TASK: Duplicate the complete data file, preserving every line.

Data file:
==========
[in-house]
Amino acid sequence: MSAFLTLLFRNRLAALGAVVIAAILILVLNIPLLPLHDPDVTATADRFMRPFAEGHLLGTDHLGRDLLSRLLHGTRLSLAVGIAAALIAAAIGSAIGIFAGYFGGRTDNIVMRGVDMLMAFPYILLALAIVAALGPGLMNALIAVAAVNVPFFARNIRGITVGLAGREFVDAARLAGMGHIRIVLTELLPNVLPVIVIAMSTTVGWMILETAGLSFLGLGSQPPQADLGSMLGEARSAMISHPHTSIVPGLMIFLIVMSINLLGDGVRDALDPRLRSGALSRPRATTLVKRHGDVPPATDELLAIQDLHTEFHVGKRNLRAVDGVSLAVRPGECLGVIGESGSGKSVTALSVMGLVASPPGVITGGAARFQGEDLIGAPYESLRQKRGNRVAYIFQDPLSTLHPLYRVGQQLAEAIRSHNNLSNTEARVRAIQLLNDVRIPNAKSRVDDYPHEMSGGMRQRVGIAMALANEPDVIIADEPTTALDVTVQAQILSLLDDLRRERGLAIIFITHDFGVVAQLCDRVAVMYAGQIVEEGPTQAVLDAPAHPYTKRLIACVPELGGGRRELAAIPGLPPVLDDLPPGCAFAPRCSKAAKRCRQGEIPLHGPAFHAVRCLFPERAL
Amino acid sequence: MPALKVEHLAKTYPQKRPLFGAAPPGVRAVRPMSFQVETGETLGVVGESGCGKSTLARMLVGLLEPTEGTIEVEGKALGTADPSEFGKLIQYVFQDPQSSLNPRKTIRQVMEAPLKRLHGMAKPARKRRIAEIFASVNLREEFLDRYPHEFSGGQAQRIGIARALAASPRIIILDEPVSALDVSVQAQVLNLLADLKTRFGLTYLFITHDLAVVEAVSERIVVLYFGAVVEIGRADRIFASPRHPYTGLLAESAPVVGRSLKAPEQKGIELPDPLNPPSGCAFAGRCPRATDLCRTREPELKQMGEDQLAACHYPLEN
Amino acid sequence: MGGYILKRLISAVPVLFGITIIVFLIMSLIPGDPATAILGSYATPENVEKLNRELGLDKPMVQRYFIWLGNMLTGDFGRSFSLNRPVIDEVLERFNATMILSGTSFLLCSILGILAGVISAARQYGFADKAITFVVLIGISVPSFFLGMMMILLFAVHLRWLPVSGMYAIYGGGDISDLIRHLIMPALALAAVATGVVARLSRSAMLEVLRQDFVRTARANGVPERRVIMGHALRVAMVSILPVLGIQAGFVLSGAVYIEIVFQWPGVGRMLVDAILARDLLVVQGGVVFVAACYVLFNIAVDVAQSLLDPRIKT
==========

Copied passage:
[in-house]
Amino acid sequence: MSAFLTLLFRNRLAALGAVVIAAILILVLNIPLLPLHDPDVTATADRFMRPFAEGHLLGTDHLGRDLLSRLLHGTRLSLAVGIAAALIAAAIGSAIGIFAGYFGGRTDNIVMRGVDMLMAFPYILLALAIVAALGPGLMNALIAVAAVNVPFFARNIRGITVGLAGREFVDAARLAGMGHIRIVLTELLPNVLPVIVIAMSTTVGWMILETAGLSFLGLGSQPPQADLGSMLGEARSAMISHPHTSIVPGLMIFLIVMSINLLGDGVRDALDPRLRSGALSRPRATTLVKRHGDVPPATDELLAIQDLHTEFHVGKRNLRAVDGVSLAVRPGECLGVIGESGSGKSVTALSVMGLVASPPGVITGGAARFQGEDLIGAPYESLRQKRGNRVAYIFQDPLSTLHPLYRVGQQLAEAIRSHNNLSNTEARVRAIQLLNDVRIPNAKSRVDDYPHEMSGGMRQRVGIAMALANEPDVIIADEPTTALDVTVQAQILSLLDDLRRERGLAIIFITHDFGVVAQLCDRVAVMYAGQIVEEGPTQAVLDAPAHPYTKRLIACVPELGGGRRELAAIPGLPPVLDDLPPGCAFAPRCSKAAKRCRQGEIPLHGPAFHAVRCLFPERAL
Amino acid sequence: MPALKVEHLAKTYPQKRPLFGAAPPGVRAVRPMSFQVETGETLGVVGESGCGKSTLARMLVGLLEPTEGTIEVEGKALGTADPSEFGKLIQYVFQDPQSSLNPRKTIRQVMEAPLKRLHGMAKPARKRRIAEIFASVNLREEFLDRYPHEFSGGQAQRIGIARALAASPRIIILDEPVSALDVSVQAQVLNLLADLKTRFGLTYLFITHDLAVVEAVSERIVVLYFGAVVEIGRADRIFASPRHPYTGLLAESAPVVGRSLKAPEQKGIELPDPLNPPSGCAFAGRCPRATDLCRTREPELKQMGEDQLAACHYPLEN
Amino acid sequence: MGGYILKRLISAVPVLFGITIIVFLIMSLIPGDPATAILGSYATPENVEKLNRELGLDKPMVQRYFIWLGNMLTGDFGRSFSLNRPVIDEVLERFNATMILSGTSFLLCSILGILAGVISAARQYGFADKAITFVVLIGISVPSFFLGMMMILLFAVHLRWLPVSGMYAIYGGGDISDLIRHLIMPALALAAVATGVVARLSRSAMLEVLRQDFVRTARANGVPERRVIMGHALRVAMVSILPVLGIQAGFVLSGAVYIEIVFQWPGVGRMLVDAILARDLLVVQGGVVFVAACYVLFNIAVDVAQSLLDPRIKT